Democratic Leadership Turn Their Backs on Labor and Progressives
By Young Choe*
It’s been over 120 days since Democrats regained control over Congress, but one could hardly tell by the recent trade deal struck between the Democratic leadership with the Bush administration. Democrats have stayed the course on some promises made during the mid-term elections, like securing a timetable for withdrawing troops, but on the issue of trade, which rocked the vote and mobilized the masses, the Democratic leadership has turned their backs on the working class and progressives who put them in power.
The Democrats, led by House Speaker Nancy Pelosi, House Ways and Means Chair Charles Rangel, and Senate Finance Chair Max Baucus, struck a deal with the Bush administration that lobbyists for multinational corporations are declaring will pave the way for Congress to pass four bilateral trade agreements, including Panama, Peru and Korea, and extend Fast Track authority to President Bush.
“Pending U.S. free trade agreements will be amended to incorporate key Democratic priorities,” read a press release from Congresswoman Nancy Pelosi trumpeting this compromise, which was then substantiated with vague rhetoric on fair trade, workers’ rights and environmental protections. I'm really glad that Pelosi is against things that most Americans agree are bad, like child and slave labor. But saying that core labor and environmental standards will be included—but not enforced—in agreements that just expand the failed NAFTA model is an affront to the auto workers who will be laid off in Detroit. We haven’t actually seen the legislation, but if statements by K Street lobbyists are accurate, the compromise fails to grant unions the right to go to courts to demand the enforcement of labor laws while granting multinational corporations greater rights to sue sovereign local, state and federal governments for laws that protect us.
Worse, if Democrats extend Fast Track to President Bush, they will not only sign over to this lawless president the exclusive right to negotiate massive trade deals. They will never realize the trade agenda put forth by freshmen Democrats and their progressive colleagues who have consistently demanded a “trade policy which will work for America’s working families, farmers, businesses, the environment and our local communities.”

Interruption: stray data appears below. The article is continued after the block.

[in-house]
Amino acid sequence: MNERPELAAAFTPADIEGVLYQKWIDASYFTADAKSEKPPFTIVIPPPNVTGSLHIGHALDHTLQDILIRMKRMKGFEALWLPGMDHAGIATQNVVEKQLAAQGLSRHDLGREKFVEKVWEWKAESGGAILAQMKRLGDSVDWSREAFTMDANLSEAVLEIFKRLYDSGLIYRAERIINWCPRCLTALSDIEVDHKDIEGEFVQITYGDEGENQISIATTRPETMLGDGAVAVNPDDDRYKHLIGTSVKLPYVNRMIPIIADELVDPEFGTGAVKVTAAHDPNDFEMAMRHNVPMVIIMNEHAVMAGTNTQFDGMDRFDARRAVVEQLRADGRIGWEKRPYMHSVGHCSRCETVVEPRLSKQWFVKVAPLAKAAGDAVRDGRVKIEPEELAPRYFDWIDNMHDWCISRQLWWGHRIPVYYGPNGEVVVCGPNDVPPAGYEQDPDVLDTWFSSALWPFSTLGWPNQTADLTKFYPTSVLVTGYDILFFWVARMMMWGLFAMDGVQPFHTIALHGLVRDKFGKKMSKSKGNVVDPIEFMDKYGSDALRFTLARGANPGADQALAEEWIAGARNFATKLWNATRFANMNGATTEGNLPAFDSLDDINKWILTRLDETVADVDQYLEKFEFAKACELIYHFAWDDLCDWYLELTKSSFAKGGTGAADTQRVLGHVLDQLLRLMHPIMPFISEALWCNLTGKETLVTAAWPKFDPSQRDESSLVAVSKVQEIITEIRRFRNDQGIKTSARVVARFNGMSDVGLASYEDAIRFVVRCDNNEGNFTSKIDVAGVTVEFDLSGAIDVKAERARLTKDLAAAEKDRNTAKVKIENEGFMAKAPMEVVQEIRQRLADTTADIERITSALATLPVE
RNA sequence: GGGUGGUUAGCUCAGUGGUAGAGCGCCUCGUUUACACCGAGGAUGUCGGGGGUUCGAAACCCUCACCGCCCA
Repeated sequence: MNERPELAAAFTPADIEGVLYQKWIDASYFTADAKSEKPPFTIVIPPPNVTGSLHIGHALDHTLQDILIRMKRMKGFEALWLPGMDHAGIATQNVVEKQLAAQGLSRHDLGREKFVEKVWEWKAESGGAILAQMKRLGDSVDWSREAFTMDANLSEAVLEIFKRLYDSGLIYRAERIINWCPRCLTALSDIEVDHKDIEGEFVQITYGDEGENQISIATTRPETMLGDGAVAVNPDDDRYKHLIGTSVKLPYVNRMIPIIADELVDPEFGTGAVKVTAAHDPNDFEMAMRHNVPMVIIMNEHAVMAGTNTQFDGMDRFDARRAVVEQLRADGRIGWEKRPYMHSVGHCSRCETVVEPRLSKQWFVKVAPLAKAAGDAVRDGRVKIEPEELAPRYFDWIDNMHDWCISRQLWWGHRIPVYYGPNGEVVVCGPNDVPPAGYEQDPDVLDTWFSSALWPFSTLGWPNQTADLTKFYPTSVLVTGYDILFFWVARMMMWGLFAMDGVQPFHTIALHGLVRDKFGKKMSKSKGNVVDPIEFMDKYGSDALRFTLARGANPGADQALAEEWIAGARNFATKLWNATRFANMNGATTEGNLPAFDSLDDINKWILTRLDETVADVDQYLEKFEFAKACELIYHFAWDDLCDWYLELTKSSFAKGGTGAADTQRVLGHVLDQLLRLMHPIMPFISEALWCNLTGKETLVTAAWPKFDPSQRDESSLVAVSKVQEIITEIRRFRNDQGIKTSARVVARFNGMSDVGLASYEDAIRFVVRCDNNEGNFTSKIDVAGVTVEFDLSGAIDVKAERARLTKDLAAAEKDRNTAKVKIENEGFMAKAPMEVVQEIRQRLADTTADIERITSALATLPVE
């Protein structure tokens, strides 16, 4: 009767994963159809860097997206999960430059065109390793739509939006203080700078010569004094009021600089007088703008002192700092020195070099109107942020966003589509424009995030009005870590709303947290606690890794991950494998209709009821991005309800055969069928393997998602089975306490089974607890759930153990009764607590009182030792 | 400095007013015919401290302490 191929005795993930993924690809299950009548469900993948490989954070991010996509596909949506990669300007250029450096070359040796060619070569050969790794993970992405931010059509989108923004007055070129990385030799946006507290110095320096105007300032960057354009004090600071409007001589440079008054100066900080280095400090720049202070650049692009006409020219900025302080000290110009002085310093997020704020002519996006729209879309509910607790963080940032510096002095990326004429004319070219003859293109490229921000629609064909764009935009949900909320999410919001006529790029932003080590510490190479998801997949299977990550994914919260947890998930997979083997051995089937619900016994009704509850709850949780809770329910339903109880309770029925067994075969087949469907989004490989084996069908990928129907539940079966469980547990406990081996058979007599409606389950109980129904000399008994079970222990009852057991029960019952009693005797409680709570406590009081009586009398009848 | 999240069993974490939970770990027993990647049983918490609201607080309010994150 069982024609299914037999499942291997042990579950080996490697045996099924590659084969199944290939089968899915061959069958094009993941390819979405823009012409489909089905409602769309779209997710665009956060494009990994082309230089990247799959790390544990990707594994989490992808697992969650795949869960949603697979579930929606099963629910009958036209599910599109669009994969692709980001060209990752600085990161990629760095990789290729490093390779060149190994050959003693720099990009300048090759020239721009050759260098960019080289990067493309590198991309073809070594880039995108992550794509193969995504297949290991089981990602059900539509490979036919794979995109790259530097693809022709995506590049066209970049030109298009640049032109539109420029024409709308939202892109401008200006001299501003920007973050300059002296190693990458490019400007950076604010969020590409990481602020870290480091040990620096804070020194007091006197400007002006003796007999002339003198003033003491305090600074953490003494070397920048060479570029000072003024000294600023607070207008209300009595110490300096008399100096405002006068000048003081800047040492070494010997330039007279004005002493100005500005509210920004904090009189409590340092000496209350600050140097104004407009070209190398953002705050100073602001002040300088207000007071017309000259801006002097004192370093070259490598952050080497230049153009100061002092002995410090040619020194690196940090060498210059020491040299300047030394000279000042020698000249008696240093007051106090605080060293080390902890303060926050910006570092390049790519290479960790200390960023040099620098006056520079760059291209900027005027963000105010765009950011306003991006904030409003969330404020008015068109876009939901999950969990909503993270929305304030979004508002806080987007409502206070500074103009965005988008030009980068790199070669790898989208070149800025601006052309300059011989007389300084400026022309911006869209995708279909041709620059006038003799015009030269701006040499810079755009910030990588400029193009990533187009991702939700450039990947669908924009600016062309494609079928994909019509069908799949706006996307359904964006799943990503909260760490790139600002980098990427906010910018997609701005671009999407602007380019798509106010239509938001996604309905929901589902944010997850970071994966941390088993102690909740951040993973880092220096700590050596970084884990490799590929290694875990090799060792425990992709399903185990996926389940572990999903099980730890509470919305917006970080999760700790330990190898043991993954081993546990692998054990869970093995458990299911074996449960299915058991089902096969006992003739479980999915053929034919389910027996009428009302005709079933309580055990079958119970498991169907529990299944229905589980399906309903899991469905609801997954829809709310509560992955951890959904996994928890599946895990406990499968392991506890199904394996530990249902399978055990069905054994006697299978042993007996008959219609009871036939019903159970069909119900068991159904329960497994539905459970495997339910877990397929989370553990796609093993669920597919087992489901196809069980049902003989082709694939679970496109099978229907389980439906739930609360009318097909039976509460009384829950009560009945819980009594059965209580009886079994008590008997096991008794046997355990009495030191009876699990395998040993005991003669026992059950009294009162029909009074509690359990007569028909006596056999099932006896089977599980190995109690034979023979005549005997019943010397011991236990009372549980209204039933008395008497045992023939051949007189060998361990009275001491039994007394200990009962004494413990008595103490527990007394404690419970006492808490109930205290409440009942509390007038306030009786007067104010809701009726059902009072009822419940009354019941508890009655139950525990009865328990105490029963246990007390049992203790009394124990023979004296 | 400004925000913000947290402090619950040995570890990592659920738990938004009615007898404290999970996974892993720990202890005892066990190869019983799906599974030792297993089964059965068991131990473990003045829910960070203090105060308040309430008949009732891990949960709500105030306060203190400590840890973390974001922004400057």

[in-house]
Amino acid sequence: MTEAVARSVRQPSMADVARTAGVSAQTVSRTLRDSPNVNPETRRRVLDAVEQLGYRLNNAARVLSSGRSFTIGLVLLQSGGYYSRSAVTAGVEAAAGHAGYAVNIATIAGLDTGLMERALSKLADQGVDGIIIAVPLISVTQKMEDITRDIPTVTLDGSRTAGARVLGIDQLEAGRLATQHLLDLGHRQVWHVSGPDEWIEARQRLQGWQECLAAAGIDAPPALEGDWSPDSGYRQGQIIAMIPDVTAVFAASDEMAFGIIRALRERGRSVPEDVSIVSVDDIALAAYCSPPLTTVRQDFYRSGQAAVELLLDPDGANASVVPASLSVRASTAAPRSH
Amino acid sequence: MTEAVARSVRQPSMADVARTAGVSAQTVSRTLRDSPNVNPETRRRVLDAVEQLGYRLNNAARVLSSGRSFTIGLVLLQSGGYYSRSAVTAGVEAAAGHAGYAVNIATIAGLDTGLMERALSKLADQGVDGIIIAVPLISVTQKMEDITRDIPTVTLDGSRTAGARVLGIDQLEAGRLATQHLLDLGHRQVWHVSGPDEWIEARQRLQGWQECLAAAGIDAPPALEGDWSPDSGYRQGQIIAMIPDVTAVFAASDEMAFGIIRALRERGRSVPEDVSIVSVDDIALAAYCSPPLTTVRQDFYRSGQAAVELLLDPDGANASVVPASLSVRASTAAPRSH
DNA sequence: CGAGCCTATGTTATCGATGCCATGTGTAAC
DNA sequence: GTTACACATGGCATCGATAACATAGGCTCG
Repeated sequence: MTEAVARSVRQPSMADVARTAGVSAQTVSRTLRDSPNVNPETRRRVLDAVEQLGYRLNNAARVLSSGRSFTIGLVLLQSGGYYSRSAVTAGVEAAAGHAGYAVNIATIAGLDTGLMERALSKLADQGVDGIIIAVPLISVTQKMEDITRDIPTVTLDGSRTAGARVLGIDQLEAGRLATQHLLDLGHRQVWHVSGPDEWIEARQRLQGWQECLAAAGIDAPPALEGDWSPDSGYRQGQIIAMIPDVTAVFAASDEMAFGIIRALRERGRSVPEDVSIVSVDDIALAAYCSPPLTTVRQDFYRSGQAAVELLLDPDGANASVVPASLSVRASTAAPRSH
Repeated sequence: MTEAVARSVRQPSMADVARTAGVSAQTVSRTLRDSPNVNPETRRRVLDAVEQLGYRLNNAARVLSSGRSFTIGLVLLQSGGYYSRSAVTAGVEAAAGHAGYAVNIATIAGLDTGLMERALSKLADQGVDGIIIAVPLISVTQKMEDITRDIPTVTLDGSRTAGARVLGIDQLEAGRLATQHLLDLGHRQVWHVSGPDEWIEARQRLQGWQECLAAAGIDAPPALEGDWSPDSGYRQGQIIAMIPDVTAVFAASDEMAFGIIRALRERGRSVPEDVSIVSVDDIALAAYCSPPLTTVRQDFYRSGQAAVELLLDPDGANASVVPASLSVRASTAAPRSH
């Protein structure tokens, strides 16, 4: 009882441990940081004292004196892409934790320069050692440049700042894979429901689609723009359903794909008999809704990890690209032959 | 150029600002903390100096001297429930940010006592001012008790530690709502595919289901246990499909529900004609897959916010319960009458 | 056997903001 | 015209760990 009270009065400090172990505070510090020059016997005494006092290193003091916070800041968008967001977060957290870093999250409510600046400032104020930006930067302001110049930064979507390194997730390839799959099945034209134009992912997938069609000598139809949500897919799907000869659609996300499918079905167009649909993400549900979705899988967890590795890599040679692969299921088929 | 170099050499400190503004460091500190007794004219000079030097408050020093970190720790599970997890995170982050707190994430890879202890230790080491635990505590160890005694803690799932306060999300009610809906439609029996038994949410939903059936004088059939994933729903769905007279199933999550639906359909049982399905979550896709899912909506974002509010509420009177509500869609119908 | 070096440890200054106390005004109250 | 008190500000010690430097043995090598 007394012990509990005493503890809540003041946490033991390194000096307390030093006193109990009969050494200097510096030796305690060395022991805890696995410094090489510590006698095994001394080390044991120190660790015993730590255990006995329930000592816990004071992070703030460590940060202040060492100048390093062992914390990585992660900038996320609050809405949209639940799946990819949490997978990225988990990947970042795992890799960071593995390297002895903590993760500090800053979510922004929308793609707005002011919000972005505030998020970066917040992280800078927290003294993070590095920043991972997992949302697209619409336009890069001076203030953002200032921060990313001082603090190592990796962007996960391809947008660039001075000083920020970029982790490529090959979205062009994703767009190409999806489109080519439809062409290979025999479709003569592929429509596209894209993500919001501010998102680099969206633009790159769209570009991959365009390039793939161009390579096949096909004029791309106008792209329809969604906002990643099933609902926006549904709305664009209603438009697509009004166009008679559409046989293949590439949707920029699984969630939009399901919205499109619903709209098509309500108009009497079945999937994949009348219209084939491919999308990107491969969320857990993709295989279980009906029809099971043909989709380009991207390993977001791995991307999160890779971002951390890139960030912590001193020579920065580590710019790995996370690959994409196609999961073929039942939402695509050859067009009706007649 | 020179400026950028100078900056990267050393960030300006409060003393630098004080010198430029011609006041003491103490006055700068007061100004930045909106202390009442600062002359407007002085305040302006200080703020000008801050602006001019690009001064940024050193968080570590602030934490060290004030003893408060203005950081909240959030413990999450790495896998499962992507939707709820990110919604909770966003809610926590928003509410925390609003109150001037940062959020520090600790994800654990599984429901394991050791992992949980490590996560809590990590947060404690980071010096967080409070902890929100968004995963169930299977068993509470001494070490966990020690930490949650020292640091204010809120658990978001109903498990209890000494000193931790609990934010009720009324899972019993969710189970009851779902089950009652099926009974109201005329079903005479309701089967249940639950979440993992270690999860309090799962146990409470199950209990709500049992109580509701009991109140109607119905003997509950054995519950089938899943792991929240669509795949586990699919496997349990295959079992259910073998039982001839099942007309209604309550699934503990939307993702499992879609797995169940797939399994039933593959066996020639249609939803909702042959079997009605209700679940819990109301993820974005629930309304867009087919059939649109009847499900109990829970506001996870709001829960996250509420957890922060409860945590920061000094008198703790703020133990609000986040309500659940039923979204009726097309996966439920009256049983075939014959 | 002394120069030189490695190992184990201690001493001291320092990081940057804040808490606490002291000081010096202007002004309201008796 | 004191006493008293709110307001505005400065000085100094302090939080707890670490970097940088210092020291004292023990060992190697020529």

As a Korean American, I don't want to pit American workers versus, say, Korean workers. The Korean Metalworkers Union is just as opposed to the Korea-US Free Trade Agreement as the UAW, and both view this trade agreement as an opportunity for multinational corporations to reap more off the backs of working people of both nations. In this globalized economy, workers are forced to build solidarity across national borders as the landscape is not so clearly drawn: the U.S. automaker GM owns South Korean Daewoo Motors, and Hyundai sets up shop in the South, where labor is not as strong as in Detroit. Workers in South Korea and the United States also share in common their struggle against ever encroaching multinational corporate power over the democratic process.
Ever since the Korea-US Free Trade Agreement negotiations began, it has been shrouded in secrecy, and the deal made by the Democratic leadership with the Bush Administration is more of the same. Americans have heard virtually nothing of this trade agreement, even though it is set to be the second largest trade deal since NAFTA. Six weeks after U.S. and South Korean negotiators claimed a deal, not only has the text still not been released to the public, the Bush Administration and the Democratic leadership are attempting to finalize a deal even before the text has been released to the American and Korean public!
It has been well-documented that the Roh Moo-Hyun government has quashed dissent by shutting down public hearings, denying the airing of an advertisement produced by peasants and filmmakers about the dangers of the FTA, and outlawing public protest of the FTA. The government broke into nine regional offices of the Korea Alliance Against the Korea-US FTA (KoA), arrested trade unionists and movement leaders, and deployed police violence using clubs and water cannons against protestors. As trade negotiators frenetically worked to sign the trade deal minutes before the April 1 deadline, Heo Seowook, a 54-year old South Korean taxicab driver, set himself on fire in protest of the FTA. Over one week later, he died from second-degree burns. This act of sacrifice symbolizes the desperation felt by working people around the globe due to spiraling housing and health costs, and anxieties over wages and job security--desperation to be further worsened by FTAs. In their imaginary world, free traders tout the miracles of neoliberal economics. In the real world, free trade has consistently hurt ordinary workers and farmers around the world.
For far too long American workers have trusted Democrats to put forth a trade agenda that protects us from corporate piracy, only to be reminded time and again that many Democrats are beholden to the very same corporations controlling Republicans. In 2006, 37 brand new Democrats were elected on a fair trade platform that gave Democrats the majority in Congress. The buzz in Washington is that the freshmen democrats are hard at work to fulfill their campaign promises. It’s time for the Democratic base—labor and progressives—to remind the Democratic leadership that they must be held accountable to the people that gave them power and stop ceding it to the Republicans and corporations driving the free trade agenda.
* Young Choe works at the Nodutdol for Korean Community Development in Queens, New York and is a member of Korean Americans for Fair Trade.